Budget-Friendly Ideas for Individuals with Disabilities who Want to Start a New Hobby

Everyone needs some occasional newness in their life. Whether your kids have moved out and you have more time on your hands, or you simply need a new activity to pass the time, a new hobby can often do the trick. For individuals with disabilities who want to begin a new hobby but don’t know where to start, try out…

Posted on

Practical Tips for Soon-to-Be Parents Who Have a Disability

Bringing a new life into the world invokes many emotions and thoughts in parents. Children push you to grow, improve, and sacrifice. Expecting a child is equally thrilling and scary, and you want to prepare yourself and your home as much as possible. For parents who have a disability, the process of preparing for a child might include extra steps,…

Posted on

Blazing a Career Path in Business as a Young Adult with Disabilities

Living with a disability, you might be used to people telling you that you can’t do this or you can’t do that. Maybe you’ve heard all about the myths of how people with disabilities can be risky hires in the workplace, and that’s discouraged you from pursuing your dream job. Well, I’m here to tell you that there is no…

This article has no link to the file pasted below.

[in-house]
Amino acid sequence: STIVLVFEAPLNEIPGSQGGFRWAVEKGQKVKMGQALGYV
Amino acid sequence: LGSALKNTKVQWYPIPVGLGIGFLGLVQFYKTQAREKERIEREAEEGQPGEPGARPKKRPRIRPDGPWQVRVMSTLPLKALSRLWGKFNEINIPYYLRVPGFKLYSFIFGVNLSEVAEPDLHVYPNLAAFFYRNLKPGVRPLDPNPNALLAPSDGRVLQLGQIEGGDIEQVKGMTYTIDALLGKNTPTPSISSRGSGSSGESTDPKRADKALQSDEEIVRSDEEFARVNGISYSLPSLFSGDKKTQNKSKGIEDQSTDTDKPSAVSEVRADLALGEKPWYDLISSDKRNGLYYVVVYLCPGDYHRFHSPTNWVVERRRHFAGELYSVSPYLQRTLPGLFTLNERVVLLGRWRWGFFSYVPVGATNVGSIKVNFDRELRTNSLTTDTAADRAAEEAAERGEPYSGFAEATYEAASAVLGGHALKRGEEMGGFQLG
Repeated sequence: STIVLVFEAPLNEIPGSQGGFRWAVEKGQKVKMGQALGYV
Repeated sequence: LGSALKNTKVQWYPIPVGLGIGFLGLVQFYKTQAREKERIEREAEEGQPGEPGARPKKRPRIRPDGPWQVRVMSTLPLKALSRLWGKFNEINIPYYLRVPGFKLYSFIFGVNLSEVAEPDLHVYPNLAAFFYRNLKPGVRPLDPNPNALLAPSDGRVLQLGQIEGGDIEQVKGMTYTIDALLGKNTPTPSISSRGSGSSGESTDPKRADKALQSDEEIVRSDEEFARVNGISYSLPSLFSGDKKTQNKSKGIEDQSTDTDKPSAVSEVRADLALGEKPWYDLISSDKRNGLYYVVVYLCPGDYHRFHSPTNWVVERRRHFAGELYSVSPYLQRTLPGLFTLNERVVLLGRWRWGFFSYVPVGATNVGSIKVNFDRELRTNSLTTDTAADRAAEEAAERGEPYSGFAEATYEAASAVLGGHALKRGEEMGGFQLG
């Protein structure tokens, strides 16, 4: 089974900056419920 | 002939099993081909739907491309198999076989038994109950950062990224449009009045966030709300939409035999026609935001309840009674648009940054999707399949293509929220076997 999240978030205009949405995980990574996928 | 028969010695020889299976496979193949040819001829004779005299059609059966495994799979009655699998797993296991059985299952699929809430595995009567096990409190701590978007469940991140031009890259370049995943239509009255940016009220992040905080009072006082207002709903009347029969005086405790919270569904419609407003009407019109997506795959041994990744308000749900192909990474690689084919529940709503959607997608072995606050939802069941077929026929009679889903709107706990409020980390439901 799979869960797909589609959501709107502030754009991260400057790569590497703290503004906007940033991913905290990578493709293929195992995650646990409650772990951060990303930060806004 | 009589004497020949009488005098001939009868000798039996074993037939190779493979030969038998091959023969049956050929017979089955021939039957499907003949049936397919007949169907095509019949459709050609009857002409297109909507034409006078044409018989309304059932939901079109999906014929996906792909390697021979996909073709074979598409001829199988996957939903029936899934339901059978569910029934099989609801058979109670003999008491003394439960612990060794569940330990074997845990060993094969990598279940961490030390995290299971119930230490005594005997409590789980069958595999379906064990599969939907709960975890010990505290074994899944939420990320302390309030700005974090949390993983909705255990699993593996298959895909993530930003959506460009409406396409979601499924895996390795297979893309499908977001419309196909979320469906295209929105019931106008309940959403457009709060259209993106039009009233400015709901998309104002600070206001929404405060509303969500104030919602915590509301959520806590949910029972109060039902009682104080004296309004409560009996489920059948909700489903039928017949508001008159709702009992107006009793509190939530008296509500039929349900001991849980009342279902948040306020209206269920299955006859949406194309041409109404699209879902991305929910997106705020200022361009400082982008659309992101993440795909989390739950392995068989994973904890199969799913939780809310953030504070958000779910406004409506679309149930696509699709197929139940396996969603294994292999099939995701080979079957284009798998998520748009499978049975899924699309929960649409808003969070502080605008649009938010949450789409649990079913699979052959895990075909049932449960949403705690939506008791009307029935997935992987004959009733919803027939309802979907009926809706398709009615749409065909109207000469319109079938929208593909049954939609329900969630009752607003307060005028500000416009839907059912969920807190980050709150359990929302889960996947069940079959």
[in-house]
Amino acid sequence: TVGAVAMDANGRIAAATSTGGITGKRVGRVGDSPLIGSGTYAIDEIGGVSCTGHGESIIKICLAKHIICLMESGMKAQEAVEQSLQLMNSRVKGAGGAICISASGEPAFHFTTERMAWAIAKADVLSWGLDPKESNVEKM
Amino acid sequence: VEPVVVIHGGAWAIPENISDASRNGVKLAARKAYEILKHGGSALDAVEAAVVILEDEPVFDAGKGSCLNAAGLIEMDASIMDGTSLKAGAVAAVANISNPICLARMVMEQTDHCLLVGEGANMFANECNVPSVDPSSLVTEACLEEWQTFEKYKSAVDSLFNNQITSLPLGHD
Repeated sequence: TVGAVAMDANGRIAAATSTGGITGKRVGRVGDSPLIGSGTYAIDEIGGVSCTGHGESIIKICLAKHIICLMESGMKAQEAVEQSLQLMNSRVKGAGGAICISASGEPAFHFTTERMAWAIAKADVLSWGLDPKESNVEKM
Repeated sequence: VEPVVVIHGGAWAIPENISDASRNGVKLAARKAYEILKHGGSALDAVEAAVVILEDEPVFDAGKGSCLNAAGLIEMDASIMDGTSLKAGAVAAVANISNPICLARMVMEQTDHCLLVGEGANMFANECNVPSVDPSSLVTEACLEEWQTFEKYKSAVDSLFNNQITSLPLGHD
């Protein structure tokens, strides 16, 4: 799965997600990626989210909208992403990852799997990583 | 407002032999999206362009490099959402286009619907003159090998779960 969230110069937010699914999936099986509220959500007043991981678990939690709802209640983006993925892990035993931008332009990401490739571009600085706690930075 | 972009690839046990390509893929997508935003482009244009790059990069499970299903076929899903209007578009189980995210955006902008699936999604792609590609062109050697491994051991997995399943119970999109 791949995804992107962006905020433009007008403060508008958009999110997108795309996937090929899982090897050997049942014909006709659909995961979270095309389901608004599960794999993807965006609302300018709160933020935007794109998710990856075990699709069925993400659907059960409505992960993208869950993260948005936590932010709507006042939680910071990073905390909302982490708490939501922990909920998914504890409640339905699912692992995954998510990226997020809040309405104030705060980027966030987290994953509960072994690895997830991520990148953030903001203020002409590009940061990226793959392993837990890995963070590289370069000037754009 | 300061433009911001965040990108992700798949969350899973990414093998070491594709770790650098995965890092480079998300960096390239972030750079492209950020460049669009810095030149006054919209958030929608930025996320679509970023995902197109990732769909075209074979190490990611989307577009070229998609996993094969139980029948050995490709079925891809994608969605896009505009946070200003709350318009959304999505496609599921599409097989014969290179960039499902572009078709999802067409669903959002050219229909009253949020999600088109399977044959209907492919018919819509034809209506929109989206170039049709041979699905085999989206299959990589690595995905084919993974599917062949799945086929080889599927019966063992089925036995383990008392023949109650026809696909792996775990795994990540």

Posted on

Supported Living For Adults With Learning Disabilities

Last week we talked about guardianship and how it helps a person when it is written for a particular purpose, but if it is not written well, it might cause severe damage to the person. The person must have support around them. Someone might need help at home, at school, at therapy, and in the community as well. How do…

Webinar on Guardianships and Supported
Posted on

Webinar on Guardianships and Supported Living

Last week I attended a webinar on guardianships and supported living. I think these topics are crucial for people to understand. I thought I would write two blog posts on these topics, and today’s post will be on guardianships. The speaker, who gave the webinar, was Jonathan Martinis. He is a lawyer and speaker who talks from the heart. Jonathan…

Copyright 2021© Disability Awareness. All Rights Reserved. Design by HeadFord Technology